At-line analysis of population heterogeneities in microbial L-cysteine production

(M.Sc. José Enrique Oropeza Vargas)

L-cysteine is a sulphur-containing amino acid used in the manufacture of many products such as food supplements, cosmetics, and medicines. The industrial production of this amino acid can be done with microorganisms such as Escherichia coli, which is an environmentally friendly alternative.

However, on an industrial scale, gradients occur in the bioreactor, which in turn can lead to the formation of population heterogeneities in the production process. This complicates scale-up, as production output can change unpredictably.

In-vivo-measurements of population heterogeneities are possible with fluorescent marker proteins that can indicate important individual cell properties such as growth rate, stress response and oxygen limitation, as well as product formation. The different fluorescence signals of the individual microorganisms can be measured at-line using a flow cytometer with automatic sample preparation. Population heterogeneities can thus be identified in real-time, and it can be investigated, for example, by which interventions during the process population heterogeneities can be controlled.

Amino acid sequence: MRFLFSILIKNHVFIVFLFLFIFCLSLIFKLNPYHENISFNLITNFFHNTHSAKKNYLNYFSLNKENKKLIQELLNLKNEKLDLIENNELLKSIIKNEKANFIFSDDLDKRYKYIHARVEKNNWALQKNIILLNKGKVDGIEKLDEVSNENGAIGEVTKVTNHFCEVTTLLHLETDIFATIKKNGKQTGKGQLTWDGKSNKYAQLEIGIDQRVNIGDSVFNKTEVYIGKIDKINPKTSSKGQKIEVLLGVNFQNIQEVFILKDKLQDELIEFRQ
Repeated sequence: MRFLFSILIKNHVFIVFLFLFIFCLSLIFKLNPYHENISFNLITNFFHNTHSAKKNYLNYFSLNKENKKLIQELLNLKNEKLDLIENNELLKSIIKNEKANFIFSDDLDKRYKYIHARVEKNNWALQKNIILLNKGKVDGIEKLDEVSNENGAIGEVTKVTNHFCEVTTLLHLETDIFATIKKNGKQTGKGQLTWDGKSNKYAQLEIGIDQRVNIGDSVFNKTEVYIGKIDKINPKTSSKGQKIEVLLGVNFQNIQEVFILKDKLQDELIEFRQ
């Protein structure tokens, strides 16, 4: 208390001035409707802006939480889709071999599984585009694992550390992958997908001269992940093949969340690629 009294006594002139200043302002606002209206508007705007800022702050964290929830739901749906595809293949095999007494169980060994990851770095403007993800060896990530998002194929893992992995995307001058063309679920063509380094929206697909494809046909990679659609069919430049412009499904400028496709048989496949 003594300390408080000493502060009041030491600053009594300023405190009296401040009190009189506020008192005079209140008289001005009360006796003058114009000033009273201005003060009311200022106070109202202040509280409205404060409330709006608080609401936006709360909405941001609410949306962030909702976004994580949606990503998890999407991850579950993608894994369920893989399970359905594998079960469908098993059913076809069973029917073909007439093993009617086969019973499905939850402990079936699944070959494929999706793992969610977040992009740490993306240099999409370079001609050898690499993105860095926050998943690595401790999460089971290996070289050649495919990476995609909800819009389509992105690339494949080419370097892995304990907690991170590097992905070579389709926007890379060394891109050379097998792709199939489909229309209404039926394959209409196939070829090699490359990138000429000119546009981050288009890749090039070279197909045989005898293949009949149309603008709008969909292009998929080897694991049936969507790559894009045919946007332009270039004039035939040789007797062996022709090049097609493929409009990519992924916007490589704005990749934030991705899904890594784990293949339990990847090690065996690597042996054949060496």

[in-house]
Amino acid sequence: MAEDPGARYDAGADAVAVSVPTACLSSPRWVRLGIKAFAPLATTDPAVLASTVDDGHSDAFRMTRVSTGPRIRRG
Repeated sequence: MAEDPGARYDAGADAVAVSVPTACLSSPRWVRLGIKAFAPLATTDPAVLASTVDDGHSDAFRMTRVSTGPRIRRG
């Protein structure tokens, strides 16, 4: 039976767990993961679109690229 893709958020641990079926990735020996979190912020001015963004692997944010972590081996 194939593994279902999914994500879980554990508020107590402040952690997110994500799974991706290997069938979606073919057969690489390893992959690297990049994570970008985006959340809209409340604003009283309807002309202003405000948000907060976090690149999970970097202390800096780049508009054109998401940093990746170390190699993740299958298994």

The aim of this research project is to carry out the feed process for L-cysteine production with Escherichia coli in a multi-compartment bioreactor on a laboratory scale to be able to analyse the effects of gradients caused by long mixing times on an industrial scale. For this purpose, the properties of the microorganisms are measured automatically in real time as a function of the process time with an at-line flow cytometer to be able to directly detect the emergence of population heterogeneities. Interesting subpopulations can be separated with a cell sorter and characterised in more detail.